More than 1,000 people attended NASW’s 2022 national conference in June with the theme “The Time is Right for Social Work.”
Held in Washington, D.C., and virtually, the event was an opportunity for like-minded professionals and social workers to network, hear thought-provoking conversations and participate in continuing education. Attendees could choose from an array of presentations and workshops, with topics ranging from social work policy and trauma to ethics and aging.
Among the keynote speakers was Dr. Rachel L. Levine, M.D., admiral with the U.S. Public Health Service, and assistant secretary for Health at the U.S. Department of Health and Human Services.
“I know from my clinical work and my work in public health how absolutely essential social workers are,” Levine said. “In my work in pediatrics and internal medicine, I have worked with so many expert social workers in many different capacities in all levels.”
“I want to thank all of you — and by extension your families — for the extraordinarily difficult work you have been doing over the last two and a half years,” she told attendees. “You have been able to continue to see the dignity, worth and potential of all people, regardless of their circumstances, their beliefs, their ethnicity, whom they love, throughout the COVID-19 pandemic.”
She noted social workers have supported people, families, communities, and the nation. “You have my personal gratitude and the gratitude of the United States Department of Human Services.”
The pandemic has been the biggest public health challenge the nation and world have seen in more than 100 years, she said. It has been especially difficult for vulnerable communities — the types of communities social workers support.
“One important lesson of the pandemic is that we are all interconnected,” the admiral said. “COVID-19 has taken more than a million lives in our own country alone, and this experience has reminded us over and over again of a fundamental truth: that we truly need each other. Our happiness and our very survival depend upon our connection to one another and to our community.”
That community is what we need now more than ever to bring the pandemic to an end, she said, adding that an important lesson from the pandemic is caring for our mental health. The grief, trauma and isolation of the last two years have brought many Americans to the breaking point. “We have to promote better pathways to care, making it as easy as possible for all Americans with behavioral health needs — including pervasive conditions like anxiety and depression — to access resources that will improve their well-being.”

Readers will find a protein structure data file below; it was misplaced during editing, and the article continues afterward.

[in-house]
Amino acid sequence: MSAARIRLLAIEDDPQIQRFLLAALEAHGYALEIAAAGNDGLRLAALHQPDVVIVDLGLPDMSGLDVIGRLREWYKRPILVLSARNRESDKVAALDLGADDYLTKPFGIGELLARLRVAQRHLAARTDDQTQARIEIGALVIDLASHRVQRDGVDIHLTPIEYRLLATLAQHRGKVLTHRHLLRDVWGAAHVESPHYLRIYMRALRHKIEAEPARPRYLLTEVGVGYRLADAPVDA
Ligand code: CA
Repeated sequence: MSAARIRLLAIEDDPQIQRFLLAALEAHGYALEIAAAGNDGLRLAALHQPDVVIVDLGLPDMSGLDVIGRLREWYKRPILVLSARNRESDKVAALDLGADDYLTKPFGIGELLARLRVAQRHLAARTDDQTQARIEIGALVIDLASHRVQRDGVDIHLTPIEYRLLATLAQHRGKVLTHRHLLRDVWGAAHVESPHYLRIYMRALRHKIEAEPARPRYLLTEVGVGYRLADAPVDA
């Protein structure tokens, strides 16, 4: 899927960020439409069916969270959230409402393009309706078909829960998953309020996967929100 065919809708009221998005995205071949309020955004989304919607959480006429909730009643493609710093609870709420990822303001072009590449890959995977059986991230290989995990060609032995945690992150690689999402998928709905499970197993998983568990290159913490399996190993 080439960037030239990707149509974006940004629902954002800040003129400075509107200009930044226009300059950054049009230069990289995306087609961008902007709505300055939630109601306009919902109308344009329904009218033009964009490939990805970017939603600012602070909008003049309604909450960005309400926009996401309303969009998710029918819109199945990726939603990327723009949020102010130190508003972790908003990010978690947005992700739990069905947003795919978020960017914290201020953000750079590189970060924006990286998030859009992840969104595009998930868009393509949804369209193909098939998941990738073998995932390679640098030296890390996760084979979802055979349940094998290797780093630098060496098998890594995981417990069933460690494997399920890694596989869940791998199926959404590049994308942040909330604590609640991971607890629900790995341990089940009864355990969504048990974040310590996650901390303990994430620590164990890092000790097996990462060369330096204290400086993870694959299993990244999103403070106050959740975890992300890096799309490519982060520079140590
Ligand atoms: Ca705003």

Keynote speaker Reverend Dr. William Joseph Barber. II on stage at 2022 NASW National Conference
America Still Needs Social Work
Another keynote speaker at the conference was the Rev. Dr. William J. Barber II, president and senior lecturer of Repairers of the Breach and co-chair of The Poor People’s Campaign in Goldsboro, N.C.
He explained the evolution of social work as a profession in the U.S. Alongside increasing prosperity in America, money went into the hands of the few and the problems went to the many, Barber said. Social work began as a movement, but it was not until the 1900s that working for social betterment became an occupation.
Despite this progress, Barber said America still needs a social movement “to address the areas you all deal with every day as social workers.”
“I want to suggest the movement and the methodology is all social work and I want to suggest America has to be your primary client,” Barber said. “You have to work on the policies that cause the problem.”
True social work is three-dimensional, Barber said. “You have got to have a social conscience, you need social care, and you’ve got to be on the front line of social correction.”
Much of what was happening at the beginning of social work is still an issue, he noted.
Barber said there are 140 million poor and low-income people in the U.S., including 52 percent of children (39 million), 45 percent of women (74 million), 60 percent of Black people (24 million), and 64 percent of Latina/o people.
“This level of greed in this country — the richest nation in the history of the world — constitutes a moral crisis and a fundamental failure of the policies of greed,” Barber said. “America still needs some social work. Somebody has got to have a social conscience. Somebody has to have social concern. And somebody has to engage in social correction.”
We are in a shared failure to center poor and low-wealth people, he said. “We don’t have a scarcity of resources, we have a scarcity of moral consciousness, and our political will.”
The National Academy of Sciences said 330,000 people died during COVID because America refuses to have universal health care, Barber noted. “And we are the only nation of the 25 wealthiest countries in the entire world that doesn’t offer some form of universal health care. I declare, America is still in need of some social work.”
Learn more about the NASW 2022 Annual Conference.